Emeritus Professor Geoff Farrell

Emeritus Professor
ANU School of Medicine and Psychology

Professor Geoffrey Farrell is an Emeritus Professor in the ANU College of Health and Medicine. He is Professor of Gastroenterology & Hepatology at ANU and Head, Liver Research Unit at Canberra Hospital. Originally a graduate of the University of Tasmania, his clinical experience includes establishing the Liver Research Group at Westmead Hospital. Among many leadership roles, he has been President ASMR, President Gastroenterological Society of Australia (GESA) Head, Department of Medicine, University of Sydney and Editor-in-Chief of the Journal of Gastroenterology and Hepatology.

His research covers non-alcoholic steatohepatitis, ischemia-reperfusion injury, hepatocellular carcinoma, viral hepatitis and drug-induced liver injury.

Professor Farrell has published 4 books, including the first on Non-Alcoholic Fatty Liver Disease and its second, 2013 version. He has published approximately 230 scientific papers, more than 150 reviews/chapters/editorials, and been awarded 28 NHMRC project grants. Until December 2012 he was Editor-in-Chief of the Journal of Gastroenterology and Hepatology during which the Impact Factor rose from 1.6 to 3.3.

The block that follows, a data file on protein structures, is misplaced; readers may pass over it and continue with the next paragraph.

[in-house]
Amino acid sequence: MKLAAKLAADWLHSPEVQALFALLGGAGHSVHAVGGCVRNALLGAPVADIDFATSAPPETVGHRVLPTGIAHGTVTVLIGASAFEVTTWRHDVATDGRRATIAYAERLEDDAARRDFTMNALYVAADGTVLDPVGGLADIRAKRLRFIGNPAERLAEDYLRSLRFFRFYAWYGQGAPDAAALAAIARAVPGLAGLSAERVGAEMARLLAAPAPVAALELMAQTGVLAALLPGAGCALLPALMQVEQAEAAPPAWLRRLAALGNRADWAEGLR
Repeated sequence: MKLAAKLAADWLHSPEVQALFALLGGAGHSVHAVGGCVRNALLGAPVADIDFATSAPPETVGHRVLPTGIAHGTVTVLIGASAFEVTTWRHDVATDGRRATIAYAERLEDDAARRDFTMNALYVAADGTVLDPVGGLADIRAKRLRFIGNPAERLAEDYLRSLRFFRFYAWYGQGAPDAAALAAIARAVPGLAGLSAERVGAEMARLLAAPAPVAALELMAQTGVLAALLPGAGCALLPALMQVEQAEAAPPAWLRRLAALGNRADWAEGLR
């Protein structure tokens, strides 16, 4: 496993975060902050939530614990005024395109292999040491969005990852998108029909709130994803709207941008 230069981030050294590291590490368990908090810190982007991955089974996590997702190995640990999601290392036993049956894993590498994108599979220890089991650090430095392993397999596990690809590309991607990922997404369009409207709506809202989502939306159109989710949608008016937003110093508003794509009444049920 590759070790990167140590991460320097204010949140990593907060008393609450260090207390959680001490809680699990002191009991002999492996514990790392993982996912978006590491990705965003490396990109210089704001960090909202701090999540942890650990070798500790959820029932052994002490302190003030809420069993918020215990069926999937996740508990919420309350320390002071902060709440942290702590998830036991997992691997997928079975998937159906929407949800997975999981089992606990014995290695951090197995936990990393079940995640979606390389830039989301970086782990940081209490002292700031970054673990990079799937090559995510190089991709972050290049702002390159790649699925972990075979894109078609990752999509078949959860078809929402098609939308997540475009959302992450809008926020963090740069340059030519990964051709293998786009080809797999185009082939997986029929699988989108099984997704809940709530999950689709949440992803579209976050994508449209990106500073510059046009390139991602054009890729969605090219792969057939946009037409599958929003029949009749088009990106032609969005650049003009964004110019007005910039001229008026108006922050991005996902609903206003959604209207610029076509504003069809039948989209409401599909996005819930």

He has received the Distinguished Research Prize of Gastroenterological Society of Australia 2003, the Eric Susman Prize for Medical Research 1988, RACP, and delivered the inaugural Hy Zimmerman lecture at the American Association for the Study of Liver Diseases meeting 2002, the Georges Brohée medal lecture at World Congress of Gastroenterology, Shanghai 2013, as well as six other named orations at international meetings.

In 2016 he was elected as a Fellow of the Australian Academy of Health and Medical Sciences.

Professor Farrell has made major contributions to the teaching program of medical students at ANU. He has supervised more than twenty-five Doctoral Research Students (PhD or MD), eight of whom have won between them 10 highly competitive Young Investigator Awards.



  • Gastroenterology